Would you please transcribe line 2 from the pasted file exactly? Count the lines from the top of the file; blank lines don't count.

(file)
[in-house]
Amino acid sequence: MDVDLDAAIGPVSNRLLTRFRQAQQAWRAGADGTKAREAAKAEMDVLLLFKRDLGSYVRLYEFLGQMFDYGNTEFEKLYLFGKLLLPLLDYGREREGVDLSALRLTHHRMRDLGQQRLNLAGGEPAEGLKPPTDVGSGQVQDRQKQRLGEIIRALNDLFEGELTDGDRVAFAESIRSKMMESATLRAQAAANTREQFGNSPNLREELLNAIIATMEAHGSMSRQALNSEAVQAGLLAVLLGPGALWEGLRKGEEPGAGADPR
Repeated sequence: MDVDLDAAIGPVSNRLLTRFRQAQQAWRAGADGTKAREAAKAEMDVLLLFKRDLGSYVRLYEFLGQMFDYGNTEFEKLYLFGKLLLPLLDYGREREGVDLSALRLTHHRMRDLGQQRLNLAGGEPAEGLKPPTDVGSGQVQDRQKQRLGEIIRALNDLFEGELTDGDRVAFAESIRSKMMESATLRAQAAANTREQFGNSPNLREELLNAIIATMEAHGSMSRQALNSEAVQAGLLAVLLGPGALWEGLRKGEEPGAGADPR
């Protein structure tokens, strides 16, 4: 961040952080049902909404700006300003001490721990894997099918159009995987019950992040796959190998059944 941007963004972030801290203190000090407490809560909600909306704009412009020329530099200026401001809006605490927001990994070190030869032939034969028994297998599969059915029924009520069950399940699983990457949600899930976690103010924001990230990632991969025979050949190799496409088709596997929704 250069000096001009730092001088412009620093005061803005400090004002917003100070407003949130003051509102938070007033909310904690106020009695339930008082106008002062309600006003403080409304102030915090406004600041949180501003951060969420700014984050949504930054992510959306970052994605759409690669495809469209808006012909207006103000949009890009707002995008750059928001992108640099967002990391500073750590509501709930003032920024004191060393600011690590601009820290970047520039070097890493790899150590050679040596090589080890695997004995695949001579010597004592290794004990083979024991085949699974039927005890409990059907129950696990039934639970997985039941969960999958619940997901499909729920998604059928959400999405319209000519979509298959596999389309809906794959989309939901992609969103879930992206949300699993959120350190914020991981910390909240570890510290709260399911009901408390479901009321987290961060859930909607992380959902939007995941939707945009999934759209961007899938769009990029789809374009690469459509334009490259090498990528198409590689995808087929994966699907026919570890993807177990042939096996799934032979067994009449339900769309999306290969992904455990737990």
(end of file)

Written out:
Amino acid sequence: MDVDLDAAIGPVSNRLLTRFRQAQQAWRAGADGTKAREAAKAEMDVLLLFKRDLGSYVRLYEFLGQMFDYGNTEFEKLYLFGKLLLPLLDYGREREGVDLSALRLTHHRMRDLGQQRLNLAGGEPAEGLKPPTDVGSGQVQDRQKQRLGEIIRALNDLFEGELTDGDRVAFAESIRSKMMESATLRAQAAANTREQFGNSPNLREELLNAIIATMEAHGSMSRQALNSEAVQAGLLAVLLGPGALWEGLRKGEEPGAGADPR